The total length of the turtle probe may vary depending on the specific length of each element defined above. Furthermore, currently there is a limitation on the length of chemical synthesized oligonucleotides at around 150-200 nucleotides. It can also be an advantage to use a probe which is as short as possible (without compromising the hybridization events and the rolling circle efficiency dramatically), since the shorter the circle, the more times the identifier element will be copied per unit length of DNA synthesized, increasing the detection signal at the end of the reaction. Thus, in one embodiment, the invention refers to a circular nucleic acid probe, wherein the total length of the probe is 30-200 nucleotides, such as e.g. 30-150 nucleotides, or such as e.g. 50-150 nucleotides, or such as e.g. 70-150 nucleotides, or such as e.g. 90-150 nucleotides, or such as e.g. 70-130 nucleotides, or such as e.g. 70-110 nucleotides.

Thus, in one embodiment, the invention relates to a turtle probe comprising the sequence (SEQ ID NO:1):

5′-P-GTCGATCCCCTCAATGCACATGTTTGGCTCCAAAACATGCGGAC-
CACCAGCTGGTACTTGACCGGATCGACTCGGAATAACCGA-3′
wherein P is a 5′-phosphate

Thus, in another embodiment, the invention relates to a turtle probe comprising the sequence (SEQ ID NO:2):

5′-P-GTCGATCCCCTCAATGCACATGTTTGGCTCCAAAAATAGCGGACA
AGCCGAATA-CCCTTCTCCCGGATCGACTCGGAATAACCGA-3′
wherein P is a 5′-phosphate

Thus, in another embodiment, the invention relates to a turtle probe comprising the sequence (SEQ ID NO:3):

5′-P-GTCGATCCCCTCAATGCTGCTGCTGTACTACAAAACATGCGGACC
ACCAGC-TGGTACTTGACCGGATCGACTCGGAATAACCGA-3′
wherein P is a 5′-phosphate

Thus, in another embodiment, the invention relates to a turtle probe comprising the sequence (SEQ ID NO:4):

5′-P-GTCGATCCCCTCAATGCTGCTGCTGTACTACAAAAATAGCGGACA
AGCC-GAATACCCTTCTCCCGGATCGACTCGGAATAACCGA-3′
wherein P is a 5′-phosphate

Thus in another embodiment, the invention relates to a turtle probe comprising the sequence (SEQ ID NO:5):

5′-P-GTCGATCCCCTCAATGCTGCTGCTGTACTACGCATGTGTGAGCCG
AGTCC-TGGGTGCACGTCCCACAGCTCGGATCGACTCGGAATAACCGA-
3′
wherein P is a 5′-phosphate

When using target primed rolling circle replication for the detection of target nucleic acid molecules, a 3′-end has to be present close to where the probes hybridise, to serve as a primer for the rolling circle replication. When detecting DNA, this 3′-end can either be present due to biological processes or preparation artefacts (WO 97/20948) or it can be created subsequently, e.g. using restriction enzymes (WO 99/49079 and in Larsson C. et al. Nature Methods 1, 227-32 (2004)).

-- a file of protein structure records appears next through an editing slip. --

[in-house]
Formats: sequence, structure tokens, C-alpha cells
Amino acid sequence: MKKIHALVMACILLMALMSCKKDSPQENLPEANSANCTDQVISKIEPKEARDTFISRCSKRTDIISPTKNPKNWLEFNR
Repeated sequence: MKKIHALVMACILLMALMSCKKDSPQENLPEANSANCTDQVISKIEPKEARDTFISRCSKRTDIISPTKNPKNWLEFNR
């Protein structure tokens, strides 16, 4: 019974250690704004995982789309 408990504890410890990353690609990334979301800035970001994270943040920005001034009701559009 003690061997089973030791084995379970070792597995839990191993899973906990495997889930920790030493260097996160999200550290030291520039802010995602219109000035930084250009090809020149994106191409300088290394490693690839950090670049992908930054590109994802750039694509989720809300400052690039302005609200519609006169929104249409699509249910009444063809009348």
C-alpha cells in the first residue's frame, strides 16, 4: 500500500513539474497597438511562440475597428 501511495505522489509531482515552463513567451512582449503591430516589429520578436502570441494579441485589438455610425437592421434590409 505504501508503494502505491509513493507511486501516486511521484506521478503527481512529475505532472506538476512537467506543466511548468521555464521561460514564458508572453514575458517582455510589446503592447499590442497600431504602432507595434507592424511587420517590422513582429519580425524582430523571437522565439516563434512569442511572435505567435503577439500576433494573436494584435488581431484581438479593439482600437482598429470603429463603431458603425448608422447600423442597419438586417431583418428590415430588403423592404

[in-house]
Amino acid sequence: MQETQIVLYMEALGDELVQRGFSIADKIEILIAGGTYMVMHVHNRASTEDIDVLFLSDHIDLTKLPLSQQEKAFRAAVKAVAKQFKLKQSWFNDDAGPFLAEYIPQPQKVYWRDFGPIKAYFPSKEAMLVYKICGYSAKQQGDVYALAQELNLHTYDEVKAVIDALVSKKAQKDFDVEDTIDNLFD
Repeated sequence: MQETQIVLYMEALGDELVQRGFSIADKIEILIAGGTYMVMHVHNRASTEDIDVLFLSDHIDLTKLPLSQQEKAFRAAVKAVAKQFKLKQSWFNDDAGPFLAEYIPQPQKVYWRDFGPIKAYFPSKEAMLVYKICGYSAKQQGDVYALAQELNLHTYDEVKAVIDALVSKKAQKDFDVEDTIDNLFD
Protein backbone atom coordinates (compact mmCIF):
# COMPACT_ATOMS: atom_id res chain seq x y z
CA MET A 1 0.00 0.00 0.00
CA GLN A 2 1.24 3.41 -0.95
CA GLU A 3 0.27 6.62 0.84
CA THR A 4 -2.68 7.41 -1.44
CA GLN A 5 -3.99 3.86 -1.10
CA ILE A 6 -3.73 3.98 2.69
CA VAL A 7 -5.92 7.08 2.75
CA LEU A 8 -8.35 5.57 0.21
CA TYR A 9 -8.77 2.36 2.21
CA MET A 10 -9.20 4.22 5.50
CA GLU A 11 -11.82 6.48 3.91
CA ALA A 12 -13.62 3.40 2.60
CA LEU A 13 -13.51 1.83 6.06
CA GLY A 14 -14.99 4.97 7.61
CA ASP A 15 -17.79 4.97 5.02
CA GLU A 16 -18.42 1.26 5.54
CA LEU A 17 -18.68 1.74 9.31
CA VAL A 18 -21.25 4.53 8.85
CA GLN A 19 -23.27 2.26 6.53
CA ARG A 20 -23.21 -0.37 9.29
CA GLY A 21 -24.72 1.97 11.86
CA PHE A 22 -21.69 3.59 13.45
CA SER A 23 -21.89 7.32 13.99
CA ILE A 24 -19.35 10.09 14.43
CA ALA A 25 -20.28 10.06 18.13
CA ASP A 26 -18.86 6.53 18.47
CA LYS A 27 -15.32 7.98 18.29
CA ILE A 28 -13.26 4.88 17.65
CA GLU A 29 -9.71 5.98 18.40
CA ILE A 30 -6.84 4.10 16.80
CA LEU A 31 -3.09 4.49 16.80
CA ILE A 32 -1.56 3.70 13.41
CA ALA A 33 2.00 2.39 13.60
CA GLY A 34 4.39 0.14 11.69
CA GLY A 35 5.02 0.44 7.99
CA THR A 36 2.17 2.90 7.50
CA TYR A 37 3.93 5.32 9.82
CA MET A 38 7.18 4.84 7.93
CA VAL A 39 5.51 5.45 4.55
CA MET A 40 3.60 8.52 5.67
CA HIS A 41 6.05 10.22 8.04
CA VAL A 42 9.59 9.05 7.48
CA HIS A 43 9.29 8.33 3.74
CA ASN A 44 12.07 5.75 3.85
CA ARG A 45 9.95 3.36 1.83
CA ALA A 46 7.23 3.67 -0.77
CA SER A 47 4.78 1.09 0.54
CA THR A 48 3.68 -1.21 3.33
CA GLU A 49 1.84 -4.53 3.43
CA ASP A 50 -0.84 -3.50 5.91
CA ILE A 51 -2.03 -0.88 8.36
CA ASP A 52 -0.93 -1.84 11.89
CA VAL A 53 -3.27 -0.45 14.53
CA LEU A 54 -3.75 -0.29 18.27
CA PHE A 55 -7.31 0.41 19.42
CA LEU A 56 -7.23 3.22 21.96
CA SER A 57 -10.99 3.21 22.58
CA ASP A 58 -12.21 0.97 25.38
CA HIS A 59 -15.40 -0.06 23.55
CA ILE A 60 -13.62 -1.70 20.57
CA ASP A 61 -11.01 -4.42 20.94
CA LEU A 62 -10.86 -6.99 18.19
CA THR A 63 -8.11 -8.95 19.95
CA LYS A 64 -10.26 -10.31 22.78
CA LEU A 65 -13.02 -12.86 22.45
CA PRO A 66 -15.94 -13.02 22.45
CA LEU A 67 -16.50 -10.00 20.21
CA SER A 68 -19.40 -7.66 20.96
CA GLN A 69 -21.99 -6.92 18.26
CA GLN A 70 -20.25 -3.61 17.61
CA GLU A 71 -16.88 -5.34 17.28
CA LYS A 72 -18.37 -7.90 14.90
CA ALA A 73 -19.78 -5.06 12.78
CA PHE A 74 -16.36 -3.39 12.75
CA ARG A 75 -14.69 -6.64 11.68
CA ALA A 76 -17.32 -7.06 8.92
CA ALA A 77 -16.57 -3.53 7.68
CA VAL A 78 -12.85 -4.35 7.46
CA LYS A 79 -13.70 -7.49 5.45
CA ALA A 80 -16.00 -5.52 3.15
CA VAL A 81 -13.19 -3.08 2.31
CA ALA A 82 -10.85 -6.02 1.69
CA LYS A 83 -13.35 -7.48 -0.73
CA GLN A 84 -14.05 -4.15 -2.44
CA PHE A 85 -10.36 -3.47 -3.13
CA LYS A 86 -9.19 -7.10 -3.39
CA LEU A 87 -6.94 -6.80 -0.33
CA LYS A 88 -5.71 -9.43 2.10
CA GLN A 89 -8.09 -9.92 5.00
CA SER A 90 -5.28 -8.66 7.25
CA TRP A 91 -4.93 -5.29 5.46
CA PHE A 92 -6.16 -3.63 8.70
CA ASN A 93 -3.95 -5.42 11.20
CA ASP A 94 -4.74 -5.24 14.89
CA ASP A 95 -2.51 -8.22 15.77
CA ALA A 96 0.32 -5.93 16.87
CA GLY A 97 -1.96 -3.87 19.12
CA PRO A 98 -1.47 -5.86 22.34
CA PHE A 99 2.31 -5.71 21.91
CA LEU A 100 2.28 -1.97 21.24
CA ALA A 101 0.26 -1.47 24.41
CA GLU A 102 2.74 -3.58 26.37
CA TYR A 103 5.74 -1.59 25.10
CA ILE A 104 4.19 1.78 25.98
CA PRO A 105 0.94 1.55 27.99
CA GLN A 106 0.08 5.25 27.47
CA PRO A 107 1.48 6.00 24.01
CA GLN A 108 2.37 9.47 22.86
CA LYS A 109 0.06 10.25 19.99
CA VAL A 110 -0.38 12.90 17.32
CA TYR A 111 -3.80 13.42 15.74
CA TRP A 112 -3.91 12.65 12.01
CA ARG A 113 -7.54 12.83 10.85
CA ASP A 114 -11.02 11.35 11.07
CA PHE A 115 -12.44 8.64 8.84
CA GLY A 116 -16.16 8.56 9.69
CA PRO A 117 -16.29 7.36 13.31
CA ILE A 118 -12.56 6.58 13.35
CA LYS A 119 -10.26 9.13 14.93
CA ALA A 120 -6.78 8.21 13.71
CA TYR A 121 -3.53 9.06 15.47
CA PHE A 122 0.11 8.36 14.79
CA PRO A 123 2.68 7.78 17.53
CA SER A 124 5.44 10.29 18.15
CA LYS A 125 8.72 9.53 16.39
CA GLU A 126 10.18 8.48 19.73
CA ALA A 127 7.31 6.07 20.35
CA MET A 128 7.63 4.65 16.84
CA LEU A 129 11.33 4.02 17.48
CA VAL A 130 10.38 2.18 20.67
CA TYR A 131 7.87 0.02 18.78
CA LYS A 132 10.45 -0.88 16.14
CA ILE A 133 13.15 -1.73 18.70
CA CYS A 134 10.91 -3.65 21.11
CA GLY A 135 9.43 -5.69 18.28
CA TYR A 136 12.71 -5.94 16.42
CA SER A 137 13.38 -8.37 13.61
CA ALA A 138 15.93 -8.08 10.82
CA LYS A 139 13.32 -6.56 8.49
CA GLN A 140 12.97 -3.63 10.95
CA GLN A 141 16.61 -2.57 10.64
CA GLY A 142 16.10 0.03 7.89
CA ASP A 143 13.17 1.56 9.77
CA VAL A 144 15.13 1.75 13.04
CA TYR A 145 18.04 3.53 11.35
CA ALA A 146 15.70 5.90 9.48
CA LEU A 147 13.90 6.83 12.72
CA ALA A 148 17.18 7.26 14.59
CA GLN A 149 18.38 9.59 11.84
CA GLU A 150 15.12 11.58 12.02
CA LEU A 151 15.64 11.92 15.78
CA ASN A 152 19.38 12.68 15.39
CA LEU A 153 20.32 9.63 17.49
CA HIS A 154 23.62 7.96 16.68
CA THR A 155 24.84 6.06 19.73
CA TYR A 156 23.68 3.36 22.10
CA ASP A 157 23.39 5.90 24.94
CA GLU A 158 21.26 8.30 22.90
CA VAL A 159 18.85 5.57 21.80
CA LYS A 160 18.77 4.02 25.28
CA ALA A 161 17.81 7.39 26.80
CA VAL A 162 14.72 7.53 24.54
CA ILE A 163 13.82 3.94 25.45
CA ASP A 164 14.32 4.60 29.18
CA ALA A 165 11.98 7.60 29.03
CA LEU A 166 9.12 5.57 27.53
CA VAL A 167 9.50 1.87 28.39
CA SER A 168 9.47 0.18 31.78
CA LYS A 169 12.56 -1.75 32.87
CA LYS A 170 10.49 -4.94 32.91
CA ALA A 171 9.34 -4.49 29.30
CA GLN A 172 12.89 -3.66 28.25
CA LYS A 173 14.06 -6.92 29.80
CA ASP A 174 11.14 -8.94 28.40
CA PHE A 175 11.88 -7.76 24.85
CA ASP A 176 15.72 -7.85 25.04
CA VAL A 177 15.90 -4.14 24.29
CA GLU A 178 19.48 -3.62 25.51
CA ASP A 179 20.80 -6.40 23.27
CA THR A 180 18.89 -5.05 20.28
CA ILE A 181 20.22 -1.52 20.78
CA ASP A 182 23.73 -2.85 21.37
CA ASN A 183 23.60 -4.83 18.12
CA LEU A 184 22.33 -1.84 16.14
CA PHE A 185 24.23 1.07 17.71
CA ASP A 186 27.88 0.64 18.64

However, restriction enzymes cannot be used if the target molecule is RNA and since preparation artefacts will be very different among preparations, a more specific generation of 3′-ends would be preferred. Some RNA molecules have a usable 3′-end close to the region where the probe hybridises, and in this case a probe without cutting elements can be used. However this requirement for a 3′-end limits the position of the probe to the vicinity of the 3′-end of the RNA molecules.

This problem is solved by the introduction of the slicer probe, which is a circular probe with a cutting element incorporated. This cutting element enables the slicer probe to cleave a target nucleic acid, producing a new 3′-end where it hybridises. Consequently, it is possible to target any accessible region of any nucleic acid molecule, enabling the detection of e.g. eukaryotic messenger RNA, which is polyadenylated at the 3′-end.

RNA splicing is a strictly regulated process where a pre-mRNA (pre-messenger RNA), which is a precise copy of the coding sequence of the gene comprising alternating exons and introns, has the introns removed to produce a sequence of exons, which are then translated into a protein. Exons can also be omitted from the final mRNA during splicing. This is a common phenomenon called alternative splicing, which allows one gene to give rise to several different mRNA's, and thereby to several different proteins. It provides a way of regulating the activity of proteins or producing proteins with different activities from the same gene. However, if the alternative splicing is not correctly regulated, it can have serious consequences, and alternative splicing has been found to play a significant role in the development of many human diseases e.g. cancer.

Detection of eukaryotic messenger RNA, e.g. splice variants, may be performed by positioning the cutting element inside the target-complementary part of the slicer probe, dividing the target-complementary part into two parts. If these two parts are designed to recognise part of two neighbouring exons, e.g. exon 2 and 1 respectively, the slicer probe hybridises at the exon 1-2 junction. A signal would then only occur if an exon 1-2 junction is present allowing the slicer probe to hybridise and cleave the target RNA. If a splice variant without exon 2, but with an exon 1-3 junction, is present, it could be detected, simultaneously, by adding a different slicer probe wherein the two target-complementary parts recognise an exon 1-3 junction. Thus, different splice variants can be detected using the slicer probes of the invention. Similarly, exon-intron junctions can be detected having a slicer probe comprising a target-complementary part spanning an exon-intron junction. Since multiple probes can be co-hybridised, each having it own identifier, screening for several splice variants simultaneously is achievable.